Black Emergency Cultural Coalition

Variant names
Dates:
Active 1971
Active 1984

Biographical notes:

Black Emergency Cultural Coalition Inc. (BECC) was organized in January 1969 by a group of African American artists in response to the Metropolitan Museum of Art's "Harlem on My Mind" exhibit, which omitted the contributions of African American painters and sculptors to the Harlem community. Members of this initial group that protested against the exhibit included several prominent African American artists, including Benny Andrews and Clifford R. Joseph, cofounders of the BECC. The primary goal of the group was to agitate for change in the major art museums in New York City for greater representation of African American artists and their work in these museums, and that an African American curatorial presence would be established.

In 1971 the work of the coalition grew to include the creation of an Arts Exchange program in correctional facilities. This program arose in response to major riots at the Attica correctional facility in New York. The BECC was incorporated in 1972 as a non-profit organization. The initial directors of this newly incorporated organization were Clifford R. Joseph, Benny Andrews, Camille Billops, Vivian Browne and Russell Thompson. The BECC sponsored arts programs in juvenile detention centers and mental health facilities throughout the United States.

BECC published a newsletter with contributing articles from its members chronicling their arts program activities, and Benny Andrews, co-chairman of the Coalition published several articles about the BECC's experiences in newspapers and art journals across the country.

From the description of Black Emergency Cultural Coalition records, 1971-1984. (New York Public Library). WorldCat record id: 144675656

Black Emergency Cultural Coalition Inc. (BECC) was organized in January 1969 by a group of African American artists in response to the Metropolitan Museum of Art's 2Harlem on My Mind3 exhibit, which omitted the contributions of African American painters and sculptors to the Harlem community. Members of this initial group that protested against the exhibit included several prominent African American artists, including Benny Andrews and Clifford R. Joseph, cofounders of the BECC. The primary goal of the group was to agitate for change in the major art museums in New York City for greater representation of African American artists and their work in these museums, and that an African American curatorial presence would be established.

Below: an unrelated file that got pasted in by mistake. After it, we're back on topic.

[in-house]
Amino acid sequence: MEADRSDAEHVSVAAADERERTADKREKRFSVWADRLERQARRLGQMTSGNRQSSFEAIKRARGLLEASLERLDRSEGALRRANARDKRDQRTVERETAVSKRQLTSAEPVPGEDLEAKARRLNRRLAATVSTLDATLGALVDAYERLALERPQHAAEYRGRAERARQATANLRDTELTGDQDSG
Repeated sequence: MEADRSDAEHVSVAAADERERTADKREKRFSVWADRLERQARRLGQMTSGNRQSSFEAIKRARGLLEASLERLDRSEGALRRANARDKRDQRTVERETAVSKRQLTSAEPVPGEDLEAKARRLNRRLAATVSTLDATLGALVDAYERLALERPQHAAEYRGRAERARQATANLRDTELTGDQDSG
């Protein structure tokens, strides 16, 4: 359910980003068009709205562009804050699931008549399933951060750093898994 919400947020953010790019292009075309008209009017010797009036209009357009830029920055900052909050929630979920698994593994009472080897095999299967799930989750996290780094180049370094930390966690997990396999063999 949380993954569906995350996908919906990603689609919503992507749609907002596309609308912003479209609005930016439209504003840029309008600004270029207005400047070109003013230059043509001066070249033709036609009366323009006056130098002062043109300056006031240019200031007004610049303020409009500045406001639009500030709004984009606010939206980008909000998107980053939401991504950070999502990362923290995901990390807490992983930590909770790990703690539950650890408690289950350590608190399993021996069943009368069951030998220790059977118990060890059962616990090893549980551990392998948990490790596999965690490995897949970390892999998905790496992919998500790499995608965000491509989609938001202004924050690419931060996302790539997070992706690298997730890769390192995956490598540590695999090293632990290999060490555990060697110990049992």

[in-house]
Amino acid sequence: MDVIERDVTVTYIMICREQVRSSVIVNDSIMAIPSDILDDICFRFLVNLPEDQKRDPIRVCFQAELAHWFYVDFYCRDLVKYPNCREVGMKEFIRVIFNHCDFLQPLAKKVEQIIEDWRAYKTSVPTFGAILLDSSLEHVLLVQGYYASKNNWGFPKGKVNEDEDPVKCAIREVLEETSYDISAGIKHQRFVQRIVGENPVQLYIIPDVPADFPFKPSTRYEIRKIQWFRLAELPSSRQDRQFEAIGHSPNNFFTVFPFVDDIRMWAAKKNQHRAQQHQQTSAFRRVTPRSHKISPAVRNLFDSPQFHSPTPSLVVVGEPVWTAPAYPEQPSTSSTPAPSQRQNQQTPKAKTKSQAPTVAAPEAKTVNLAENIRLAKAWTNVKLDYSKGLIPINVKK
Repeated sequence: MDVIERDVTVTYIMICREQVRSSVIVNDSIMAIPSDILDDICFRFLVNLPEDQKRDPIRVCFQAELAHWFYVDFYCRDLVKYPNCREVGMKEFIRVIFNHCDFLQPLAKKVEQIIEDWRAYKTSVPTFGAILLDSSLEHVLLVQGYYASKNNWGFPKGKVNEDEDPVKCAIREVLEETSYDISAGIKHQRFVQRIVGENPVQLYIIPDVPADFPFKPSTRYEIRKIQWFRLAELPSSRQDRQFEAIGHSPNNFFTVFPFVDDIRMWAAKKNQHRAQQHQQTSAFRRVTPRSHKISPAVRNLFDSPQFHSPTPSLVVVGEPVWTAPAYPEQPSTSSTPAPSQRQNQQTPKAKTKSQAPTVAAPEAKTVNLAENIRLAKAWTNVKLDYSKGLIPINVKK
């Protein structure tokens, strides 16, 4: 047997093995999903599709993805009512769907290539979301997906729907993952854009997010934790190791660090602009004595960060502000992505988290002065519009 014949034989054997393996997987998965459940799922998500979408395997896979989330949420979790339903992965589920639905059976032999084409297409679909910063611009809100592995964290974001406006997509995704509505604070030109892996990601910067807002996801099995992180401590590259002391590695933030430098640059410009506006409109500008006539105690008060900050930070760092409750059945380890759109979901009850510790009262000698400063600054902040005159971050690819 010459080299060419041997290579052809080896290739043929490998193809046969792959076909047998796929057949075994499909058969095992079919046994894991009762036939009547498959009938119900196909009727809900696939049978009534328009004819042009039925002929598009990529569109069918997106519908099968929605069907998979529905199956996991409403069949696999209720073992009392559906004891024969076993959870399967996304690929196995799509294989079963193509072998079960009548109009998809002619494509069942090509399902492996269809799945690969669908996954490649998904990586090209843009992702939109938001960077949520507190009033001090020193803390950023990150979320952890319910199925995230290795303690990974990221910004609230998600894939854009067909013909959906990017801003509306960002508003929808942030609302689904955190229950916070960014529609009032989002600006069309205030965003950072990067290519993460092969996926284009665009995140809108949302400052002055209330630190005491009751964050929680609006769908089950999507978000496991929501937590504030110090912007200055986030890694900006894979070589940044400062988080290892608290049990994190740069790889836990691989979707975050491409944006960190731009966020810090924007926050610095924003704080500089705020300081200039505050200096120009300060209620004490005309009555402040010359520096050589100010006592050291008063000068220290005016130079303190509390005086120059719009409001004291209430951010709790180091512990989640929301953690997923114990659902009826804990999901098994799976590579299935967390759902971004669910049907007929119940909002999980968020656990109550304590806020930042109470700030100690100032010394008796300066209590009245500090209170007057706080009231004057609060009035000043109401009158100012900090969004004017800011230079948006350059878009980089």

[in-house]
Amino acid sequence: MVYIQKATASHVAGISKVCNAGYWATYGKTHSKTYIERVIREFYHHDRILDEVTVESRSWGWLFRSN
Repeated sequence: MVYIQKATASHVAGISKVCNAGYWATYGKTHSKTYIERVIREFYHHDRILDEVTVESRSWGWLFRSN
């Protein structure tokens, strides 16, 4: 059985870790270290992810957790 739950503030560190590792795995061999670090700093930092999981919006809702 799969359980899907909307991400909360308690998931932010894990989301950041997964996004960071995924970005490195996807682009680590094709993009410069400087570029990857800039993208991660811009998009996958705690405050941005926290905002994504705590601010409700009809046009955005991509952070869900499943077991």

In 1971 the work of the coalition grew to include the creation of an Arts Exchange program in correctional facilities. This program arose in response to major riots at the Attica correctional facility in New York. The BECC was incorporated in 1972 as a non-profit organization. The initial directors of this newly incorporated organization were Clifford R. Joseph, Benny Andrews, Camille Billops, Vivian Browne and Russell Thompson. The BECC sponsored arts programs in juvenile detention centers and mental health facilities throughout the United States.

BECC published a newsletter with contributing articles from its members chronicling their arts program activities, and Benny Andrews, co-chairman of the Coalition published several articles about the BECC's experiences in newspapers and art journals across the country.

From the guide to the Black Emergency Cultural Coalition records, 1971-1984, (The New York Public Library. Schomburg Center for Research in Black Culture, Manuscripts, Archives and Rare Books Division.)

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Subjects:

  • Xangô (Cult)
  • Xangô (Cult)
  • African American art
  • African American art
  • African American artists
  • Black arts movement
  • Civil rights movements in art
  • Civil rights movements in art
  • Prisoners as artists
  • Prisoners as artists

Occupations:

not available for this record

Places:

  • United States (as recorded)
  • New York (State)--New York (as recorded)